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Snowmass: ‘Greenest village in America?’

When Richard Goodwin was just 13 years old, his father re-enlisted in the military to serve in World War II. People questioned the elder Goodwin's decision to leave behind a successful business at home, but he told them, "My country needs me."

Ever since, Richard Goodwin has had a sense of duty and civic service that is now propelling the Snowmass Village resident to take action against climate change. Speaking at the American Renewable Energy Day summit in Aspen last month, Goodwin announced his goal of making Snowmass the "greenest village in America," and now he is offering to cover half the cost, or $50, of a home-energy assessment on any village residence.

The assessments are performed by the Energy Smart program and facilitated through the Community Office for Resource Efficiency, a valley nonprofit also known as CORE. Goodwin had his home evaluated last year after his first time attending the ARE Day conference and decided to retrofit the residence.

"My last month's electric bill was $14," he said.

“It’s the patriotic thing to do. We need to reduce our carbon footprint.”
Richard Goodwin
Snowmass Village

Not everyone can afford the cost of retrofitting a residence without a loan as Goodwin did, but he believes it can be done for the same amount of money that a homeowner is already paying for utilities.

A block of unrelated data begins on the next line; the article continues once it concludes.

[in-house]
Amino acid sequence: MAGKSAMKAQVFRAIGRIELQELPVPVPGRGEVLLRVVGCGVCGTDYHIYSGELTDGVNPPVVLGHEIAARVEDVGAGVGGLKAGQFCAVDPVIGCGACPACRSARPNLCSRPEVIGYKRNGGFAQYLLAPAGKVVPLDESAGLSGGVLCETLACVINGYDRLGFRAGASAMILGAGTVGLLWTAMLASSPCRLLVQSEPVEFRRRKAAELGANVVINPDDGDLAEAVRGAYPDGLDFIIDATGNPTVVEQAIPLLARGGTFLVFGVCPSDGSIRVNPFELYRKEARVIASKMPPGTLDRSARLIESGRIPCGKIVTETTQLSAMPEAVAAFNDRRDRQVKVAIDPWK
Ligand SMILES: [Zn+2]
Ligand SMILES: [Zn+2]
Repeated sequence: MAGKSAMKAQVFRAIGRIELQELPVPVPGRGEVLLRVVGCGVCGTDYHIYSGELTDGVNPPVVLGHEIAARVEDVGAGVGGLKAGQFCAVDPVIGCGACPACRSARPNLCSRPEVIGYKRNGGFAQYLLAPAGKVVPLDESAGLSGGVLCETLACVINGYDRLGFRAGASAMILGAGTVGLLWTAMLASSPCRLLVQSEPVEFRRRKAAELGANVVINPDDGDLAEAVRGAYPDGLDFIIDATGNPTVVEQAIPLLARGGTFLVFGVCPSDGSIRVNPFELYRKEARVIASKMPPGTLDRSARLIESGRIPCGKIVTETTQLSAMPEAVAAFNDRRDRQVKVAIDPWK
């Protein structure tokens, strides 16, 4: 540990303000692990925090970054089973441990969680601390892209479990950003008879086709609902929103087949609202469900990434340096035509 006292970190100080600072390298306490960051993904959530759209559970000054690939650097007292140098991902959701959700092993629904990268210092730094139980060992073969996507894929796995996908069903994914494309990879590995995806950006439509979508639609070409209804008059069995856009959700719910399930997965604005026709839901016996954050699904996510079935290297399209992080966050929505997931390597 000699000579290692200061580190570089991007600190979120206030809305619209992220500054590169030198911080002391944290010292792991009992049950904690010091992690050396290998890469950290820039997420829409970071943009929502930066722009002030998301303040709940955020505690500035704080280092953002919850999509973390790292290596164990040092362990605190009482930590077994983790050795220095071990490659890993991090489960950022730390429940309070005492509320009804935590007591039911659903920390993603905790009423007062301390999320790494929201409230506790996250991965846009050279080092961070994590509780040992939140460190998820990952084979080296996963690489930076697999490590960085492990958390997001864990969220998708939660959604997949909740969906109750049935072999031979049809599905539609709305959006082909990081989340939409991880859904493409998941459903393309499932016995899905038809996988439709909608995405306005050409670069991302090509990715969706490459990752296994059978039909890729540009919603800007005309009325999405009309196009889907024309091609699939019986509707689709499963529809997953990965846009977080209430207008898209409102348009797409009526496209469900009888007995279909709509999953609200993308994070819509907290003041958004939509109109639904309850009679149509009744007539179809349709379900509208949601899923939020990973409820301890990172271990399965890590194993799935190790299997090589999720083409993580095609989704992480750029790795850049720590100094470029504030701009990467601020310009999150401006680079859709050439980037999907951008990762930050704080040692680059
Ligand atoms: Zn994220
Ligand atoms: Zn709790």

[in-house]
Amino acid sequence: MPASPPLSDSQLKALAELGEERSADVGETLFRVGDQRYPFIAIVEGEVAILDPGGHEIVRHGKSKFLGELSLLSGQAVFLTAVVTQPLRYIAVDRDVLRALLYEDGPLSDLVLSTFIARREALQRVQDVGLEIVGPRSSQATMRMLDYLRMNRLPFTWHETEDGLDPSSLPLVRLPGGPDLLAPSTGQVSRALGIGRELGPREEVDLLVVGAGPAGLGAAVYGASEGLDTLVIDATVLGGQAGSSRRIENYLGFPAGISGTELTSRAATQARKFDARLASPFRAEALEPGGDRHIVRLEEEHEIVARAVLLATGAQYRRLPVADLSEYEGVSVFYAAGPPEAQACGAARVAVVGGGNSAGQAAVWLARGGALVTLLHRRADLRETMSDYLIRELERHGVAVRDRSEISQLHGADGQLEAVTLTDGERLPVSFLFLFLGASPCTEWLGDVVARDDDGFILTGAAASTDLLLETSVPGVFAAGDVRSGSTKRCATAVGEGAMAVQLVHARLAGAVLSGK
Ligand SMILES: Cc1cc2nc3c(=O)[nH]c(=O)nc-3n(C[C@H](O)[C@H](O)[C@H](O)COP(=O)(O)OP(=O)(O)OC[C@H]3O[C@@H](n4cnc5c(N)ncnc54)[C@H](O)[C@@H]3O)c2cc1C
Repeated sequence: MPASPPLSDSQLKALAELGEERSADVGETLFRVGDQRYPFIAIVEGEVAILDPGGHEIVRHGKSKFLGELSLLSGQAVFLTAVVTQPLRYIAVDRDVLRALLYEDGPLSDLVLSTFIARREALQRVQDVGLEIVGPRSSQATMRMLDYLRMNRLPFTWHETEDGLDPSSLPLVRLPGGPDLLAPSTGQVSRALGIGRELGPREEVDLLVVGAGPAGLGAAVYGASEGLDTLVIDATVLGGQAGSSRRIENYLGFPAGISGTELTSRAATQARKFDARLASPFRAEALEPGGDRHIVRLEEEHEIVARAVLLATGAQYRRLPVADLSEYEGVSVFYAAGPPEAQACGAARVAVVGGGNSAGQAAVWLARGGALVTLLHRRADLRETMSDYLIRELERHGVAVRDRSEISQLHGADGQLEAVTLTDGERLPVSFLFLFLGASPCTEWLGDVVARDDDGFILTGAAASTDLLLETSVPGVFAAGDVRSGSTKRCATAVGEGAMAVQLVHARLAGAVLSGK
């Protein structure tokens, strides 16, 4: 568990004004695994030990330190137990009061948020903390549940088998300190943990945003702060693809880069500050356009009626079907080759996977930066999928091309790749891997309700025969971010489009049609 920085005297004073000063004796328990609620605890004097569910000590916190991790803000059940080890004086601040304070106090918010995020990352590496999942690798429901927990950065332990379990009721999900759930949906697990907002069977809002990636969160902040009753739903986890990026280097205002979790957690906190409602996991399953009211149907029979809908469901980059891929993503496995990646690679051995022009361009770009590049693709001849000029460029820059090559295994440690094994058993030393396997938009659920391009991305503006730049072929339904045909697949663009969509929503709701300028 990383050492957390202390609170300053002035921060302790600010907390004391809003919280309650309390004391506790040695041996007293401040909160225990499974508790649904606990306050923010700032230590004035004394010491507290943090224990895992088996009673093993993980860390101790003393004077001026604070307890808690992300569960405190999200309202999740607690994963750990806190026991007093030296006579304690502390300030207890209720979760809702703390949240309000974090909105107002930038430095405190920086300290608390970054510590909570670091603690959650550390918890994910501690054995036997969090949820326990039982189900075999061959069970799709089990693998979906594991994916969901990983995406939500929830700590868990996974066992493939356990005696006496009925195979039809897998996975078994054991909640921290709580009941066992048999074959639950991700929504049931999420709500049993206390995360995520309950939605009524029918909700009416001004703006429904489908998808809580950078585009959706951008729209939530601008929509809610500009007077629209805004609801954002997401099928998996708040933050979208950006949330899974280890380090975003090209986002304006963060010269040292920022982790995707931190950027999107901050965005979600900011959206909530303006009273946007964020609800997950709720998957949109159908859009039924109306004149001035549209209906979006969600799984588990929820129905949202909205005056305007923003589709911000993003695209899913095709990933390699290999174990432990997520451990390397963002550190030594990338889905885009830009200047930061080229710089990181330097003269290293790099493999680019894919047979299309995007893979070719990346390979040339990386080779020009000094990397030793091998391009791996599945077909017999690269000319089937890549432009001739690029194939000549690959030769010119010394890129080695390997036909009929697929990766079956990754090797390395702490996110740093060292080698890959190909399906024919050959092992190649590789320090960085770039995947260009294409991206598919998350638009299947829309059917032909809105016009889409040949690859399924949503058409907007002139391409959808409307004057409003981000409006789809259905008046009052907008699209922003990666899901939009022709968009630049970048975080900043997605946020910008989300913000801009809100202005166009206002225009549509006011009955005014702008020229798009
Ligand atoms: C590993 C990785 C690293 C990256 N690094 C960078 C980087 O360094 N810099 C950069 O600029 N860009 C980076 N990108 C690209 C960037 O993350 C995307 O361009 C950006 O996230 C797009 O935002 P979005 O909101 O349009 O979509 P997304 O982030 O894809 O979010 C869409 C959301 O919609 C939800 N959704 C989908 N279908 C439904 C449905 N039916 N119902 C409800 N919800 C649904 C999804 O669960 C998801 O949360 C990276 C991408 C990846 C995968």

But for those who don't want to make such a significant investment, the analysts from Energy Smart will perform about $100 of quick-fix repairs on a home when they do an assessment — actions such as swapping out inefficient light bulbs, wrapping pipes and installing programmable thermostats, said Lucy Kessler, CORE communications manager.

Following a home evaluation, the nonprofit also provides a full report to homeowners as well as educational material and rebates.

Goodwin is hoping that businesses and others in Snowmass Village will follow his lead and that the town will become a model for other communities across the country.

"I think this is the first step to a larger effort in Snowmass," Kessler said.

In 2012, home energy assessments were offered for $50 and the 44 were conducted in Snowmass Village, according to a statement. However, when the rate increased to $100 last year, the number of assessments dropped by almost half.

The town's Environmental Advisory Board, in a meeting after press time on Sept. 9, was set to discuss how it can help spread the word about the incentive program Goodwin is sponsoring, said Kelly Vaughn, the town staff liaison for the board.

Currently, CORE is offering the half-off discount on assessments from Sept. 15 through Dec. 1. The incentive might be continued if it's successful, however, Kessler said.

"It's the patriotic thing to do," Goodwin said. "We need to reduce our carbon footprint."

Homeowners interested in setting up an energy assessment can contact the Energy Smart program at 970-925-9775 or by visiting http://www.energysmartcolorado.com.

jill@snowmasssun.com